The Blind Assassin, by Margaret Atwood

Canadian writer Margaret Atwood may be most familiar to religious audiences for her 1986 novel The Handmaid's Tale, which satirizes the religious hypocrisy of the right, the political pretensions of the left and the dangerous complacency of the vast uncommitted middle. Earlier, in Surfacing (1992), Atwood had explored the spiritual vacancy of contemporary culture through the eyes of a woman whose resources for renewal consist of a peculiar bricolage of Protestant dogma, Catholic ritual, scientific rationalism and fragments of Native American myth--none of which helps her through her spiritual crisis. In the typical Atwood text a bewildered, cynical female narrator senses the horror of her own spiritual emptiness and tries to alter her condition by telling her story.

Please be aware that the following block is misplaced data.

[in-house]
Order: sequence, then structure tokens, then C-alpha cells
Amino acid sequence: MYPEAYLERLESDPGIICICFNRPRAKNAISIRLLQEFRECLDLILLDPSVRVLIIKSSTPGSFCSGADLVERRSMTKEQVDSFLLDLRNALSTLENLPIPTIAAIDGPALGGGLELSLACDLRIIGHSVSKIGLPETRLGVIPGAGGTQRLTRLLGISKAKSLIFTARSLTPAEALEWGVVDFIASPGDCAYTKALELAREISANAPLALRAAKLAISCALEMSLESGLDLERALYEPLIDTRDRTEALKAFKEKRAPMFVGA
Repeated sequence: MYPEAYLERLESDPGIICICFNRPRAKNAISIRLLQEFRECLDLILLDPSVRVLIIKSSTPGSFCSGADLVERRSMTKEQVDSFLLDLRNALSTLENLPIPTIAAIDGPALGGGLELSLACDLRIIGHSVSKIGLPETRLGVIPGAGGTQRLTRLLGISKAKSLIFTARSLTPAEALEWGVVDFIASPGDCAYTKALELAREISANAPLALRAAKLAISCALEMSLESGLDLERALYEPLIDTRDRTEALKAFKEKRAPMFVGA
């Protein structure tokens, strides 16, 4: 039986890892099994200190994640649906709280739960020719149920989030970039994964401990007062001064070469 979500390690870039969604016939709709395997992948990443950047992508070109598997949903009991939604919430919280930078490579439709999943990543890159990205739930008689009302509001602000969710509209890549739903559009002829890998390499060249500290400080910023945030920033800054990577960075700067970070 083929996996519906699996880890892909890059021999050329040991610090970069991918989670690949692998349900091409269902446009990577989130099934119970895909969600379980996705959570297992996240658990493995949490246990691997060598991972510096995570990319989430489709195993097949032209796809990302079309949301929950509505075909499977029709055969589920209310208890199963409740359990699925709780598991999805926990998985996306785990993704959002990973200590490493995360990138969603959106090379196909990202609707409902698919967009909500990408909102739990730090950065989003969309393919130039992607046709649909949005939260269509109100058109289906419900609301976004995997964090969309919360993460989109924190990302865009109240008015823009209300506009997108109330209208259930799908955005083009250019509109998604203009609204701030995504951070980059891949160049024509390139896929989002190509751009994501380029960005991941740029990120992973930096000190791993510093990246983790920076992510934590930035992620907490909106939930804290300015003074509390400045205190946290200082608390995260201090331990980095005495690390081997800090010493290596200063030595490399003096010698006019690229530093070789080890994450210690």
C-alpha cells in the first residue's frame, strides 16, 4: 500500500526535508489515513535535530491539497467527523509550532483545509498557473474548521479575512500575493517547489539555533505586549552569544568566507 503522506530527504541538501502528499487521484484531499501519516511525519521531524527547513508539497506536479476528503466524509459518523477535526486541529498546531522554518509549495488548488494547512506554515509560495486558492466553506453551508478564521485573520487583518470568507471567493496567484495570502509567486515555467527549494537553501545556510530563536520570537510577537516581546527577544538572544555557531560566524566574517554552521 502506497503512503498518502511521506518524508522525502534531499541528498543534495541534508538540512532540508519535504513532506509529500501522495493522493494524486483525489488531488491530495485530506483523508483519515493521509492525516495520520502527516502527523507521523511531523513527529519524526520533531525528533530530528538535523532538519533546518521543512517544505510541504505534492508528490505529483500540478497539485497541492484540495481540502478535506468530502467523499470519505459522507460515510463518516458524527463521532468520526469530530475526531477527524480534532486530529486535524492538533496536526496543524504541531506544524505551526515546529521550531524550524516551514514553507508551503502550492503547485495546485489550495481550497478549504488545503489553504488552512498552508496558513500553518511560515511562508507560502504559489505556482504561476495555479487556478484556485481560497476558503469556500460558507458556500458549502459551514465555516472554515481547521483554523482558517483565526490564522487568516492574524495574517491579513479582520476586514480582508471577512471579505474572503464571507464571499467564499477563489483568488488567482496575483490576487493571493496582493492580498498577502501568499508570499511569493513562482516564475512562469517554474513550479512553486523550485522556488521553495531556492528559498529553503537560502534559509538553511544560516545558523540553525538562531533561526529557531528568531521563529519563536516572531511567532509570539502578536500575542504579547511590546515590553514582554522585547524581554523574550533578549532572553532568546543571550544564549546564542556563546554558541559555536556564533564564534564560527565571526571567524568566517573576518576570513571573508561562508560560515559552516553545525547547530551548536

This article is available to subscribers only. Please subscribe for full access—subscriptions begin at $2.95. Already have an online account? Log in now. Already a print subscriber? Create an online account for no additional cost.

This article is available to subscribers only.

To post a comment, log inregister, or use the Facebook comment box.